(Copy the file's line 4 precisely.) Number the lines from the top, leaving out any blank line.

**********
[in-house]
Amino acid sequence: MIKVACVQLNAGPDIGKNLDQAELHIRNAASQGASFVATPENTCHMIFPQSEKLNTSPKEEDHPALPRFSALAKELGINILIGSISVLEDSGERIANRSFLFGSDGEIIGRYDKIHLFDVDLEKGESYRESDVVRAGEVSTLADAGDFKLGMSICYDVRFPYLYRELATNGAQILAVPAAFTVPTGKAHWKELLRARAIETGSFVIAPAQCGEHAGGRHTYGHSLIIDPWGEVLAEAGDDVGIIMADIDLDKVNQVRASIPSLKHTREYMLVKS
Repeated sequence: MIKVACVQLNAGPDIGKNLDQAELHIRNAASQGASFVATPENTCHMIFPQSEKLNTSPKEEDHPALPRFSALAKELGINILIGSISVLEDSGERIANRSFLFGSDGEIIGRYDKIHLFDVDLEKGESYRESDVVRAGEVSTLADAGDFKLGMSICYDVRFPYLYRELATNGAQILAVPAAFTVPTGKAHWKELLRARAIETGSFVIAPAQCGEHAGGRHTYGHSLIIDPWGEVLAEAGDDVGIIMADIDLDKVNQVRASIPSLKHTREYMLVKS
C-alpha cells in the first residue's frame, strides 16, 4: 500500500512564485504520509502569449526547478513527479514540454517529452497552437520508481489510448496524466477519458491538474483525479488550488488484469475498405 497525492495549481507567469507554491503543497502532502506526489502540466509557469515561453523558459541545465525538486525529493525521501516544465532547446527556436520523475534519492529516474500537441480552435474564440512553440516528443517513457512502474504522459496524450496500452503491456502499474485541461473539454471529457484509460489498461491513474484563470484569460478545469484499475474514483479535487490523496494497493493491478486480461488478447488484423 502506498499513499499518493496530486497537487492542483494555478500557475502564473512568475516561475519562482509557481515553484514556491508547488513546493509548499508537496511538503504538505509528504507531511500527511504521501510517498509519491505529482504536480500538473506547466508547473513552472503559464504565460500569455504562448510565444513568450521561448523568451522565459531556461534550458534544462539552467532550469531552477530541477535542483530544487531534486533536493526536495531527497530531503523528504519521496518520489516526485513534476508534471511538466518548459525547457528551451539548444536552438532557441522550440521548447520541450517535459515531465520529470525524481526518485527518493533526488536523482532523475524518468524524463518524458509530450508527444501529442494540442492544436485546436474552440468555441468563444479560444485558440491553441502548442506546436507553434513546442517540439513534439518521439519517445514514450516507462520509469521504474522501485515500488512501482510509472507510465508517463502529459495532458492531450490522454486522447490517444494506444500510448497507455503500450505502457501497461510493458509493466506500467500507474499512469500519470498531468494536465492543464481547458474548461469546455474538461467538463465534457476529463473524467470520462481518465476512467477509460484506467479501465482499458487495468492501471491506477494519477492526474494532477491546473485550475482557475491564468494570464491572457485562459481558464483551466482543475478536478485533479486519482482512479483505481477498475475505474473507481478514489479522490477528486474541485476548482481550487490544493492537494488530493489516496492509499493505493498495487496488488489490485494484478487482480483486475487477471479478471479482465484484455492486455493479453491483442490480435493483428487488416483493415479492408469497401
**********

C-alpha cells in the first residue's frame, strides 16, 4: 500500500512564485504520509502569449526547478513527479514540454517529452497552437520508481489510448496524466477519458491538474483525479488550488488484469475498405 497525492495549481507567469507554491503543497502532502506526489502540466509557469515561453523558459541545465525538486525529493525521501516544465532547446527556436520523475534519492529516474500537441480552435474564440512553440516528443517513457512502474504522459496524450496500452503491456502499474485541461473539454471529457484509460489498461491513474484563470484569460478545469484499475474514483479535487490523496494497493493491478486480461488478447488484423 502506498499513499499518493496530486497537487492542483494555478500557475502564473512568475516561475519562482509557481515553484514556491508547488513546493509548499508537496511538503504538505509528504507531511500527511504521501510517498509519491505529482504536480500538473506547466508547473513552472503559464504565460500569455504562448510565444513568450521561448523568451522565459531556461534550458534544462539552467532550469531552477530541477535542483530544487531534486533536493526536495531527497530531503523528504519521496518520489516526485513534476508534471511538466518548459525547457528551451539548444536552438532557441522550440521548447520541450517535459515531465520529470525524481526518485527518493533526488536523482532523475524518468524524463518524458509530450508527444501529442494540442492544436485546436474552440468555441468563444479560444485558440491553441502548442506546436507553434513546442517540439513534439518521439519517445514514450516507462520509469521504474522501485515500488512501482510509472507510465508517463502529459495532458492531450490522454486522447490517444494506444500510448497507455503500450505502457501497461510493458509493466506500467500507474499512469500519470498531468494536465492543464481547458474548461469546455474538461467538463465534457476529463473524467470520462481518465476512467477509460484506467479501465482499458487495468492501471491506477494519477492526474494532477491546473485550475482557475491564468494570464491572457485562459481558464483551466482543475478536478485533479486519482482512479483505481477498475475505474473507481478514489479522490477528486474541485476548482481550487490544493492537494488530493489516496492509499493505493498495487496488488489490485494484478487482480483486475487477471479478471479482465484484455492486455493479453491483442490480435493483428487488416483493415479492408469497401